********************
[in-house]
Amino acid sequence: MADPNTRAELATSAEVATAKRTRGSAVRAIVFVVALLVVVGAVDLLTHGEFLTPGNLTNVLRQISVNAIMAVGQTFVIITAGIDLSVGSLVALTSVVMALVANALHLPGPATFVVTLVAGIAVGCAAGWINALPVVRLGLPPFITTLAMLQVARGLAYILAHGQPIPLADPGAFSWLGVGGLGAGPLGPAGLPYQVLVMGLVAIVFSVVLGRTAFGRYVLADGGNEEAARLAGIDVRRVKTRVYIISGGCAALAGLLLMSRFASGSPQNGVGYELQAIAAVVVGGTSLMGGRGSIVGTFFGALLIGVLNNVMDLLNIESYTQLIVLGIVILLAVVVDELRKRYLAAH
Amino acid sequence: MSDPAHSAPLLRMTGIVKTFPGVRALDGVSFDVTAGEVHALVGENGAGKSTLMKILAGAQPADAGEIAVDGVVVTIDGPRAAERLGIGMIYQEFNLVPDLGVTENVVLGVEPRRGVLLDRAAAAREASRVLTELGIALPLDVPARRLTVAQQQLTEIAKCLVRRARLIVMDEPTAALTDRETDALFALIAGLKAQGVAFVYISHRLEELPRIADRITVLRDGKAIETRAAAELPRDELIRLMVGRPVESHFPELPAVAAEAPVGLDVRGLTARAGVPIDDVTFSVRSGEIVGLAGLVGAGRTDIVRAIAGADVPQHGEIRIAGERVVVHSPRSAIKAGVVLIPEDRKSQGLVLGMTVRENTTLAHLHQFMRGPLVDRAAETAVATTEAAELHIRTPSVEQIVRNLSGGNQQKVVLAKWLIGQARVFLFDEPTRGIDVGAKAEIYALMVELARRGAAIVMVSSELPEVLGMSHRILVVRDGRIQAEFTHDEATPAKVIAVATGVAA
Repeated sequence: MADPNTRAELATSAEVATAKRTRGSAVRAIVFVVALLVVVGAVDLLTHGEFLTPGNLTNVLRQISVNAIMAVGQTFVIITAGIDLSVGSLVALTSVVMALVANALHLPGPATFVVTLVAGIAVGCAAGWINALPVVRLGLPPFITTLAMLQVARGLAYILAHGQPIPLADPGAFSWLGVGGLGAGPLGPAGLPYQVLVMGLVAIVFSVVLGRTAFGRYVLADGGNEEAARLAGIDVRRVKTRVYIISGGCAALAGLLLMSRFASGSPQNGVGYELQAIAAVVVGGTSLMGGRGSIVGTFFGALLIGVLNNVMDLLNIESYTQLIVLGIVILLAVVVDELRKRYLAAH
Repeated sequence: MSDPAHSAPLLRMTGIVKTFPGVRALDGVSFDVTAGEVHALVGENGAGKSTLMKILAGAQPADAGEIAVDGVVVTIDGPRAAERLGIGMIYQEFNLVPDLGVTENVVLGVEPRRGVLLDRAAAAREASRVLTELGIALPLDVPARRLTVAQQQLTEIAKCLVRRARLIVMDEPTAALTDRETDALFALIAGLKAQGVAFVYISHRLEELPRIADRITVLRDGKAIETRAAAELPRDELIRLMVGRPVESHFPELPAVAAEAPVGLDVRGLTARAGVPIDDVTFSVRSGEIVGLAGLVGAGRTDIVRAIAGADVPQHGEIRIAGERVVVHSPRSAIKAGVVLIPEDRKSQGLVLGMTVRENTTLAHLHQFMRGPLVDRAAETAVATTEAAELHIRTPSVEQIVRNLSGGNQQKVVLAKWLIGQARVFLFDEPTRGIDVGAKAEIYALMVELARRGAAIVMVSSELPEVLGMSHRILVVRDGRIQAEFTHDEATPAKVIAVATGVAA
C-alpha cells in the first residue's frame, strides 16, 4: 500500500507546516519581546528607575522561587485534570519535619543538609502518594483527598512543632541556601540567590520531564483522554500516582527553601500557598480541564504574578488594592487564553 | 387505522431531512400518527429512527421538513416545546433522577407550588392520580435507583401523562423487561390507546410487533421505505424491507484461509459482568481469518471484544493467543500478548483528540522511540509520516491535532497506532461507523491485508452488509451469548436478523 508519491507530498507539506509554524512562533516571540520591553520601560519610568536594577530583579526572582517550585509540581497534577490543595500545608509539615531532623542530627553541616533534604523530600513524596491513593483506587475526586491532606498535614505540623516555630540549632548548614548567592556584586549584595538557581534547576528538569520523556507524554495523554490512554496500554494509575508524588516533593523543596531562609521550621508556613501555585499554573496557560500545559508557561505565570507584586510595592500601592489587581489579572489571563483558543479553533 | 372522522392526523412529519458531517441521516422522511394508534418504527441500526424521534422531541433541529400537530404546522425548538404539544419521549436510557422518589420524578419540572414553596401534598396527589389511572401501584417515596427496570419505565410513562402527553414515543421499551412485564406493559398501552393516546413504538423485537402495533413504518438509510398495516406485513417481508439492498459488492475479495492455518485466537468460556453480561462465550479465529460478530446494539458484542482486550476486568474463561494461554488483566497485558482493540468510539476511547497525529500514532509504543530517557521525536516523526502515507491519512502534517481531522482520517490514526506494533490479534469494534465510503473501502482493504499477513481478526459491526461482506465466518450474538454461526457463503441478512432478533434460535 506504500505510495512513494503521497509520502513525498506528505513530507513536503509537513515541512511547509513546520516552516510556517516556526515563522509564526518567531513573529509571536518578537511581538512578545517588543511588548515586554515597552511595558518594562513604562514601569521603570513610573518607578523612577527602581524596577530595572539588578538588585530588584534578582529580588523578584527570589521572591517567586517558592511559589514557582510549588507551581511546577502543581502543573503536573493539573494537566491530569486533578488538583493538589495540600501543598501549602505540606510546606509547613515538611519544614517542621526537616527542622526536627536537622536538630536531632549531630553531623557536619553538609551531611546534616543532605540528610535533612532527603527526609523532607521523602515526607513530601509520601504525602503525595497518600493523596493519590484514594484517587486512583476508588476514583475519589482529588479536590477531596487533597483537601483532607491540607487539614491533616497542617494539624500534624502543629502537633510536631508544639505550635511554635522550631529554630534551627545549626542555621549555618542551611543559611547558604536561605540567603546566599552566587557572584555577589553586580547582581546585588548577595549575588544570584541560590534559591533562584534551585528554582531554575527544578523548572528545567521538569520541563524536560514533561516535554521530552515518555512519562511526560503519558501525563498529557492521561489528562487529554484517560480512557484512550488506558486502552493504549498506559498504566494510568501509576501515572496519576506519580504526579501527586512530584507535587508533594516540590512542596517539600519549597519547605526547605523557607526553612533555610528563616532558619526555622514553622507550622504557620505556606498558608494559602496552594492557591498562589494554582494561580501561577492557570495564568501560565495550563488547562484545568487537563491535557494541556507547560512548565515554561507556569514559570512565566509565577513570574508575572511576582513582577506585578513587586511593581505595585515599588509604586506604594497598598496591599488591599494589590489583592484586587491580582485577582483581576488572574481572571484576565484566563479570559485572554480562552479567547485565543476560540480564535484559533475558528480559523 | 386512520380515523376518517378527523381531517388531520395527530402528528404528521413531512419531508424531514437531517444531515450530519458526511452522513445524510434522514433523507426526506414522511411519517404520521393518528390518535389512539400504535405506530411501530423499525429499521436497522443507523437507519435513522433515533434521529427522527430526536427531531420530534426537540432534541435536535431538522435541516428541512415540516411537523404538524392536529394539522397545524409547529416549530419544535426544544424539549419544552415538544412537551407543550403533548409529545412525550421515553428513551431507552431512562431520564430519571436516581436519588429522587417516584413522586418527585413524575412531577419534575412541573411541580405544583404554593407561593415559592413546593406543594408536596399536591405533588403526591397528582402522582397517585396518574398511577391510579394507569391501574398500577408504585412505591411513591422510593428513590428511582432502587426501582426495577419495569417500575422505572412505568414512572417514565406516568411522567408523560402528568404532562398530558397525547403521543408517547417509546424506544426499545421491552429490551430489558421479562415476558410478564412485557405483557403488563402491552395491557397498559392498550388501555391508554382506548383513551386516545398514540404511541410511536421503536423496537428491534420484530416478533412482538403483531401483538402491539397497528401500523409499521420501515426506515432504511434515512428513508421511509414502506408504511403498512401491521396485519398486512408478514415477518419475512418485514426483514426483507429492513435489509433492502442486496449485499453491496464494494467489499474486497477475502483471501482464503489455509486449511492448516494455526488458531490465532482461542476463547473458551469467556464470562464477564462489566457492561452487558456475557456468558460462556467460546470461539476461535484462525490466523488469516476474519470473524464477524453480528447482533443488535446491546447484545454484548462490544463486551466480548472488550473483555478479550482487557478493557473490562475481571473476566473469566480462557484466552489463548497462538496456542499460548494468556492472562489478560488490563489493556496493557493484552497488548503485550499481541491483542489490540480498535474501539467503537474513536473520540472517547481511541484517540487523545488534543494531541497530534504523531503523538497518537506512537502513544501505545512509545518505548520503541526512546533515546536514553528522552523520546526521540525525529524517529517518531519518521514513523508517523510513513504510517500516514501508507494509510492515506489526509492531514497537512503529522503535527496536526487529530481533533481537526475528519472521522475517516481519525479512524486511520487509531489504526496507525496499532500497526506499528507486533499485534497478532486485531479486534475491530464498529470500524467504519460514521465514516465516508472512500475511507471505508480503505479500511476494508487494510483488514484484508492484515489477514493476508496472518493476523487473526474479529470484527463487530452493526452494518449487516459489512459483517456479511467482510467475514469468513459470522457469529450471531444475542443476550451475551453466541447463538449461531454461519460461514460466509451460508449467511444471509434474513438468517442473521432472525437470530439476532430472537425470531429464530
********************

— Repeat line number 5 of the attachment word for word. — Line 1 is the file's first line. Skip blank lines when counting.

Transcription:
Repeated sequence: MSDPAHSAPLLRMTGIVKTFPGVRALDGVSFDVTAGEVHALVGENGAGKSTLMKILAGAQPADAGEIAVDGVVVTIDGPRAAERLGIGMIYQEFNLVPDLGVTENVVLGVEPRRGVLLDRAAAAREASRVLTELGIALPLDVPARRLTVAQQQLTEIAKCLVRRARLIVMDEPTAALTDRETDALFALIAGLKAQGVAFVYISHRLEELPRIADRITVLRDGKAIETRAAAELPRDELIRLMVGRPVESHFPELPAVAAEAPVGLDVRGLTARAGVPIDDVTFSVRSGEIVGLAGLVGAGRTDIVRAIAGADVPQHGEIRIAGERVVVHSPRSAIKAGVVLIPEDRKSQGLVLGMTVRENTTLAHLHQFMRGPLVDRAAETAVATTEAAELHIRTPSVEQIVRNLSGGNQQKVVLAKWLIGQARVFLFDEPTRGIDVGAKAEIYALMVELARRGAAIVMVSSELPEVLGMSHRILVVRDGRIQAEFTHDEATPAKVIAVATGVAA